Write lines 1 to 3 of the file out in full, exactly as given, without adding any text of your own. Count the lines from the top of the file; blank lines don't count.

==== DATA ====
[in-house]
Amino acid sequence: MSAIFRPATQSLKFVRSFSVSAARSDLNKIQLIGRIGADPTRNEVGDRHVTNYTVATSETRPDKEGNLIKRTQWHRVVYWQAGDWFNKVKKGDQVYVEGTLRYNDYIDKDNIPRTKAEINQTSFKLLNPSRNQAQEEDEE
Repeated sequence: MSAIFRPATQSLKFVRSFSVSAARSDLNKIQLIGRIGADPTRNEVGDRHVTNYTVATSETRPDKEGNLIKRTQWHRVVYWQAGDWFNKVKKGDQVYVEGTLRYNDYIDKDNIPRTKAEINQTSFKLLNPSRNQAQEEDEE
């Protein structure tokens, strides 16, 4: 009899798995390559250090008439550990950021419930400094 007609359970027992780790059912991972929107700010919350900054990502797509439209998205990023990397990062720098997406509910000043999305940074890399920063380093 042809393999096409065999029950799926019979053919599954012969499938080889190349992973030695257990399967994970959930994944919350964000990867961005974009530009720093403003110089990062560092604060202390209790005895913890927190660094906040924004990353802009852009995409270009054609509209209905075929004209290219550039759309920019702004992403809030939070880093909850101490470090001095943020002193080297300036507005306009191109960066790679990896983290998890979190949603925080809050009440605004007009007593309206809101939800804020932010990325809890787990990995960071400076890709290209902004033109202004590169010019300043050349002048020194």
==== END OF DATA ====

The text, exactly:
[in-house]
Amino acid sequence: MSAIFRPATQSLKFVRSFSVSAARSDLNKIQLIGRIGADPTRNEVGDRHVTNYTVATSETRPDKEGNLIKRTQWHRVVYWQAGDWFNKVKKGDQVYVEGTLRYNDYIDKDNIPRTKAEINQTSFKLLNPSRNQAQEEDEE
Repeated sequence: MSAIFRPATQSLKFVRSFSVSAARSDLNKIQLIGRIGADPTRNEVGDRHVTNYTVATSETRPDKEGNLIKRTQWHRVVYWQAGDWFNKVKKGDQVYVEGTLRYNDYIDKDNIPRTKAEINQTSFKLLNPSRNQAQEEDEE